At nightfall they noticed a house; and as the door, which indeed formed one whole side of the house, was open, they entered. It was a simple habitation; one large hall, altogether empty. They stayed there. Suddenly in the dead of the night loud noises alarmed them. Thor grasped his hammer; stood in the door, prepared for fight. His companions within ran hither and thither in their terror, seeking some outlet cuts that rude hall; they found a little closet at last, and took refuge there.

Neither had Thor any battle: for, lo, in the morning it turned out that the noise had been only the ucte of a certain enormous but peaceable Giant, the Giant Skrymir, who lay peaceably sleeping near by; and this that they took for a house was merely his Glove, thrown aside there; the door was the Glove-wrist; the little closet they had fled into was the Thumb! Such a glove;—I remark too that it had not fingers as ours have, but only a thumb, and the rest undivided: a most ancient, rustic glove!

Skrymir now carried their portmanteau all day; Thor, however, had his own suspicions, did not like the ways of Skrymir; determined at night to put an end to him as he slept. Raising his hammer, he struck down into the Giant's face a right thunder-bolt blow, of force to rend rocks. The Giant merely awoke; rubbed his cheek, cutw said, Did a leaf fall? Again Thor struck, so soon as Skrymir again slept; a better blow than before; but the Giant only murmured, Was that a grain of sand?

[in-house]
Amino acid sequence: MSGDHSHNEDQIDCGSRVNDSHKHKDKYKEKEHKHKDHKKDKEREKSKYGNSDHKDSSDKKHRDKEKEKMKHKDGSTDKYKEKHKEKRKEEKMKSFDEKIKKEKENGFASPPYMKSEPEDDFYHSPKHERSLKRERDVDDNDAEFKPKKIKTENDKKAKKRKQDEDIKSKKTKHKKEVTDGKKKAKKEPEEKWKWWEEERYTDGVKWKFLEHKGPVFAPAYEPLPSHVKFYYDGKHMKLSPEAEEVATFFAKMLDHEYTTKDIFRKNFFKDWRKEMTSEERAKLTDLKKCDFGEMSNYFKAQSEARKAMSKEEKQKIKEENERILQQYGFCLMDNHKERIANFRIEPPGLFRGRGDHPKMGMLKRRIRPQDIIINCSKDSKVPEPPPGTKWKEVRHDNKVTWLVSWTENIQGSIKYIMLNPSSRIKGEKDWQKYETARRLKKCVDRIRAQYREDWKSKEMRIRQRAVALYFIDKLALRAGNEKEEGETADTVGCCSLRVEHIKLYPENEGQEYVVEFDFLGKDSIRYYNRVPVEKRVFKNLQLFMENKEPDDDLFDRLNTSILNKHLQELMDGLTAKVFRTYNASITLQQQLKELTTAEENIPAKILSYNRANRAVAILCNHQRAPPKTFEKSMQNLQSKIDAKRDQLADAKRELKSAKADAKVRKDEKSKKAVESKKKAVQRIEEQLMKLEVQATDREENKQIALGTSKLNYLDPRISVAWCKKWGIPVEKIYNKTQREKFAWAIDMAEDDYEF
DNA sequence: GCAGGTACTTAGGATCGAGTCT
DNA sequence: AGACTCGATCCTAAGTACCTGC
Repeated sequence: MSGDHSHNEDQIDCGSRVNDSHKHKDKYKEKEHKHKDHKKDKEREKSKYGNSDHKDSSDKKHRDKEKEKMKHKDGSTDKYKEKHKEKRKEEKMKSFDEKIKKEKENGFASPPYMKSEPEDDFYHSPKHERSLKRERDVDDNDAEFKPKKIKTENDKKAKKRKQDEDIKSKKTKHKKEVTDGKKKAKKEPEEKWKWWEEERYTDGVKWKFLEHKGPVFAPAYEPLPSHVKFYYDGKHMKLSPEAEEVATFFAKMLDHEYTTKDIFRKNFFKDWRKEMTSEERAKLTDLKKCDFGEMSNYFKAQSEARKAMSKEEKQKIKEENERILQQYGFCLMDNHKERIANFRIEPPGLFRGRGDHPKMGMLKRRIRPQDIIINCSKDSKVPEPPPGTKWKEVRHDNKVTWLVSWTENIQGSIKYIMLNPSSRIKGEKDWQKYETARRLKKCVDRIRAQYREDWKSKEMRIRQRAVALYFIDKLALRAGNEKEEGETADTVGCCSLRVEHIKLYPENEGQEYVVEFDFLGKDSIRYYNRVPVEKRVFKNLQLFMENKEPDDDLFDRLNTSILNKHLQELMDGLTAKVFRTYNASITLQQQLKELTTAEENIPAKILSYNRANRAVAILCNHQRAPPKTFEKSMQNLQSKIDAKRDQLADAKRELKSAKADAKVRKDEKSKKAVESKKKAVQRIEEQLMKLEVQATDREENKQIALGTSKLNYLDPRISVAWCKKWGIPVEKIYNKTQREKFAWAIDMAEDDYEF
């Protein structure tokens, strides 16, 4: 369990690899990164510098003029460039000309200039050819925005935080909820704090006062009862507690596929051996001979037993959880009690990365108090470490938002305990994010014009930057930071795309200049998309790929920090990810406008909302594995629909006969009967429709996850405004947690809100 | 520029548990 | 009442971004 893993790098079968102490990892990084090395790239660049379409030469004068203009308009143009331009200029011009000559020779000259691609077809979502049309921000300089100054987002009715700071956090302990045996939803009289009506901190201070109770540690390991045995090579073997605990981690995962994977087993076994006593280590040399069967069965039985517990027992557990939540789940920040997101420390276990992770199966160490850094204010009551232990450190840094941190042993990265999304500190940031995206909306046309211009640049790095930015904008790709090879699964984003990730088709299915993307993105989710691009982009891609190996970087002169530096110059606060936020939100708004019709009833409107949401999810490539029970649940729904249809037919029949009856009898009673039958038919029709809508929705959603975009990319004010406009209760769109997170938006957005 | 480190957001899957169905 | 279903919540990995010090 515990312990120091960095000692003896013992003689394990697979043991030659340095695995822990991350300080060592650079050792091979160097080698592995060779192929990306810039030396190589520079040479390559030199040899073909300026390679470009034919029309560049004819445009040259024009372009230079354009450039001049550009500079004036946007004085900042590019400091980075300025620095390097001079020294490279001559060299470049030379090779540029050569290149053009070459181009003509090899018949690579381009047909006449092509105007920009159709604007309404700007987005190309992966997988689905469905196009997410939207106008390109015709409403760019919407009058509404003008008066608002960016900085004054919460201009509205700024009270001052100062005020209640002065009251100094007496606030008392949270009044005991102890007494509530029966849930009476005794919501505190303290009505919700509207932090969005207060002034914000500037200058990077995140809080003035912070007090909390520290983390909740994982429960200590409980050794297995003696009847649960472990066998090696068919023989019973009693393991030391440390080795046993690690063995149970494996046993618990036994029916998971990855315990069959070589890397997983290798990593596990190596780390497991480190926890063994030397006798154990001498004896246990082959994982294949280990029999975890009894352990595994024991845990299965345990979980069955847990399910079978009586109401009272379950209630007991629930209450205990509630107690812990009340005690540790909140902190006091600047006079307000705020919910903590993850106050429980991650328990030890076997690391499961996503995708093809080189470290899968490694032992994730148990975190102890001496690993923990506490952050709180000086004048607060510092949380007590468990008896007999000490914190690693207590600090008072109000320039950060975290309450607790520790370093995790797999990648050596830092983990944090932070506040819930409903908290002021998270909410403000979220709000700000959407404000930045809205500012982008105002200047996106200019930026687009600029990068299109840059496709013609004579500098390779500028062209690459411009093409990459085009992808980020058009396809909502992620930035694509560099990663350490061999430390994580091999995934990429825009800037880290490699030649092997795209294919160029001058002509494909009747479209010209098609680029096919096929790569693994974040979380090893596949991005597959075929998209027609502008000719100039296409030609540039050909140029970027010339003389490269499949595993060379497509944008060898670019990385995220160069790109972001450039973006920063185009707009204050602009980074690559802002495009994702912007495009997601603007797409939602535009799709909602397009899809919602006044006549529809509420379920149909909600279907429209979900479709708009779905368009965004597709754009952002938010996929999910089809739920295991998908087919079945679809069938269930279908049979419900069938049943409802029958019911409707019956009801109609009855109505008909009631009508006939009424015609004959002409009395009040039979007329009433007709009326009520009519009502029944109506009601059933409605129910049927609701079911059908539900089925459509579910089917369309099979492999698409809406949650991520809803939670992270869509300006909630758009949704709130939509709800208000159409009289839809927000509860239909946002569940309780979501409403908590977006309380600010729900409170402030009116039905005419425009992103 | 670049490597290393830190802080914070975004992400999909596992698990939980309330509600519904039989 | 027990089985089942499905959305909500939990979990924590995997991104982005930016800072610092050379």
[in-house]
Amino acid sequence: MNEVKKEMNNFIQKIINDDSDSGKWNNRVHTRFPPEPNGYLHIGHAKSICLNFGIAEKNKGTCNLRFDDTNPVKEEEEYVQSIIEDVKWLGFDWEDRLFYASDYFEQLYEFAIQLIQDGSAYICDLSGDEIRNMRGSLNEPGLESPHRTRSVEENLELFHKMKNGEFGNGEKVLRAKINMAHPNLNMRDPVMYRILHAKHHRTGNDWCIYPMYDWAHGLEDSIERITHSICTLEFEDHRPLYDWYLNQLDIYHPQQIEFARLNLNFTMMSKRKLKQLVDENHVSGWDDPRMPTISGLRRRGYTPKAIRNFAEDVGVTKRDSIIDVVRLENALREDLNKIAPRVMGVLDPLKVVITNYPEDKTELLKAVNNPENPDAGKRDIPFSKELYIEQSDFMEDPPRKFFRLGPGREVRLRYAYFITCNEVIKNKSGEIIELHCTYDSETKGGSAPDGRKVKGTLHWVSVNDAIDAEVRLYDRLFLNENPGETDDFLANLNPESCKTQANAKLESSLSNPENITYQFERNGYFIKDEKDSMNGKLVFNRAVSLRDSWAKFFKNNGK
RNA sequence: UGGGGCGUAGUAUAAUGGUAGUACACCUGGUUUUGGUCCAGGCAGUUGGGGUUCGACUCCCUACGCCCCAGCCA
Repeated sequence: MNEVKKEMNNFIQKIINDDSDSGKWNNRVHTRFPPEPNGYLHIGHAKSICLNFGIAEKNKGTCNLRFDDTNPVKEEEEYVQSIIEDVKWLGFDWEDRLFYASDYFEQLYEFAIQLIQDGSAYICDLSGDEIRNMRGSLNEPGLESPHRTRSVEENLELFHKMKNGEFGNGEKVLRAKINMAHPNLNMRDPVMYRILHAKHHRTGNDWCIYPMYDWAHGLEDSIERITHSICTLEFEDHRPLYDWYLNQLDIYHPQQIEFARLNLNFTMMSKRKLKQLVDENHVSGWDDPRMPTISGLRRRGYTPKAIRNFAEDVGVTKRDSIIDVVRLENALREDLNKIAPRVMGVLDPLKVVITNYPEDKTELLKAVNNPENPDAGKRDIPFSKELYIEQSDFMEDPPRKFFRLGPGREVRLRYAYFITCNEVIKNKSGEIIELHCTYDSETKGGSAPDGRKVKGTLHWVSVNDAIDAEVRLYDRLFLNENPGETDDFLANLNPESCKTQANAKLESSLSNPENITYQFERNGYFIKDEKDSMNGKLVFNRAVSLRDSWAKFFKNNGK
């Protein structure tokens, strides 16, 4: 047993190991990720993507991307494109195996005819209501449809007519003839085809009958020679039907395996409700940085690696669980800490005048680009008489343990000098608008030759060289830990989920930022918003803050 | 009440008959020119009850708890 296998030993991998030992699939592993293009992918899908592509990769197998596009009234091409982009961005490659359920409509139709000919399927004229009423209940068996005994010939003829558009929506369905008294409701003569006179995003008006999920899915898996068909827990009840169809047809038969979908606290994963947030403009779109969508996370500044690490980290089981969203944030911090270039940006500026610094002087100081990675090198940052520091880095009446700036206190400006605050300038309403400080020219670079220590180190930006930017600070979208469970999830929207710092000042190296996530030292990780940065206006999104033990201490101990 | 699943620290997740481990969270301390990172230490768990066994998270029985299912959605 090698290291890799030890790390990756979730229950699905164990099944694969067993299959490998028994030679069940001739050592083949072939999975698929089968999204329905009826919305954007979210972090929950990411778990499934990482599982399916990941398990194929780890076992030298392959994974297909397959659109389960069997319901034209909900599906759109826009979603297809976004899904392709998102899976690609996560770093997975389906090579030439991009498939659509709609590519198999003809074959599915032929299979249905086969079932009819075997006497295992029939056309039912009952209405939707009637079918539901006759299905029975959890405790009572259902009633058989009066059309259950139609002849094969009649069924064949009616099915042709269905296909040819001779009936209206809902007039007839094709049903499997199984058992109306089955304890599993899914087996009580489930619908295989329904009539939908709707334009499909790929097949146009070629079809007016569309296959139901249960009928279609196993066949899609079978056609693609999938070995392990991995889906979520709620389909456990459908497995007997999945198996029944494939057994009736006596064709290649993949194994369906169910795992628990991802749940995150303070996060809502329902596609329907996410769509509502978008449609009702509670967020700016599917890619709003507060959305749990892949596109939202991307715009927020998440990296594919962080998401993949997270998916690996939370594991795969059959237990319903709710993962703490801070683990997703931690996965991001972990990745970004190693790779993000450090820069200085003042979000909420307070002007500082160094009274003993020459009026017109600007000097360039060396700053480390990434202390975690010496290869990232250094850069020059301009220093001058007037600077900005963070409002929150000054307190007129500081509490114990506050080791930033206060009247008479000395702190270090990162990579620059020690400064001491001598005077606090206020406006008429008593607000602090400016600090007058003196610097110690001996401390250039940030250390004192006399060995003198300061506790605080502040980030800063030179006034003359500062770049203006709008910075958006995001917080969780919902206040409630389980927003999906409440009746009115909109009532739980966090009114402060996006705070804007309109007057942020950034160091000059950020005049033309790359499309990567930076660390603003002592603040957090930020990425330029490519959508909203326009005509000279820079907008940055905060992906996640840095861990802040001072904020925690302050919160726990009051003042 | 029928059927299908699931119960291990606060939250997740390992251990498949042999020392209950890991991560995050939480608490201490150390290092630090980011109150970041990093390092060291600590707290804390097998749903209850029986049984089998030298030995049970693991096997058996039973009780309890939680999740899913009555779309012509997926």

Thor's third stroke was with both his hands the "knuckles white" I supposeand seemed to dint deep into Skrymir's visage; but he merely checked his snore, and carlsle, There must be sparrows roosting in this tree, I think; what is that they have dropt? Thor and his companions were admitted; invited to take share in the games going on. To Thor, for his part, they handed a Drinking-horn; it was a common feat, they told him, to drink this dry at one draught.

Long and fiercely, three times over, Nzmed drank; but made hardly any impression. He was a weak child, they told him: could he lift that Cat he saw there? Small as the feat seemed, Thor with his whole godlike strength could not; he bent up the creature's back, could not raise its feet off the ground, could at the utmost raise one foot.